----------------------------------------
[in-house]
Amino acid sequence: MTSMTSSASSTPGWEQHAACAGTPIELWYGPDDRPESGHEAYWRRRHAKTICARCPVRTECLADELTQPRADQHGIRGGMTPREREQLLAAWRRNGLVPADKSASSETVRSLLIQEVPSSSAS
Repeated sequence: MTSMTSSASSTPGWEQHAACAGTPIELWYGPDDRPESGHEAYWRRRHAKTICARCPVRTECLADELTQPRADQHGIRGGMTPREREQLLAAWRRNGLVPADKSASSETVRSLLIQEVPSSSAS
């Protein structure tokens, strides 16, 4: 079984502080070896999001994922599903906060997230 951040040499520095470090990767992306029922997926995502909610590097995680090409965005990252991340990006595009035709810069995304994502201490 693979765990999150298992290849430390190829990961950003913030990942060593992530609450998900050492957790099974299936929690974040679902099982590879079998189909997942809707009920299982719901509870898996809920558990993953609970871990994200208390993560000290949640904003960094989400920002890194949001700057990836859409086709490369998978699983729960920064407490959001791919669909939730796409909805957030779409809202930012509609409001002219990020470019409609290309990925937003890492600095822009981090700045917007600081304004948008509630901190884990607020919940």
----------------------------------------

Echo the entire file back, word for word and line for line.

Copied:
[in-house]
Amino acid sequence: MTSMTSSASSTPGWEQHAACAGTPIELWYGPDDRPESGHEAYWRRRHAKTICARCPVRTECLADELTQPRADQHGIRGGMTPREREQLLAAWRRNGLVPADKSASSETVRSLLIQEVPSSSAS
Repeated sequence: MTSMTSSASSTPGWEQHAACAGTPIELWYGPDDRPESGHEAYWRRRHAKTICARCPVRTECLADELTQPRADQHGIRGGMTPREREQLLAAWRRNGLVPADKSASSETVRSLLIQEVPSSSAS
């Protein structure tokens, strides 16, 4: 079984502080070896999001994922599903906060997230 951040040499520095470090990767992306029922997926995502909610590097995680090409965005990252991340990006595009035709810069995304994502201490 693979765990999150298992290849430390190829990961950003913030990942060593992530609450998900050492957790099974299936929690974040679902099982590879079998189909997942809707009920299982719901509870898996809920558990993953609970871990994200208390993560000290949640904003960094989400920002890194949001700057990836859409086709490369998978699983729960920064407490959001791919669909939730796409909805957030779409809202930012509609409001002219990020470019409609290309990925937003890492600095822009981090700045917007600081304004948008509630901190884990607020919940």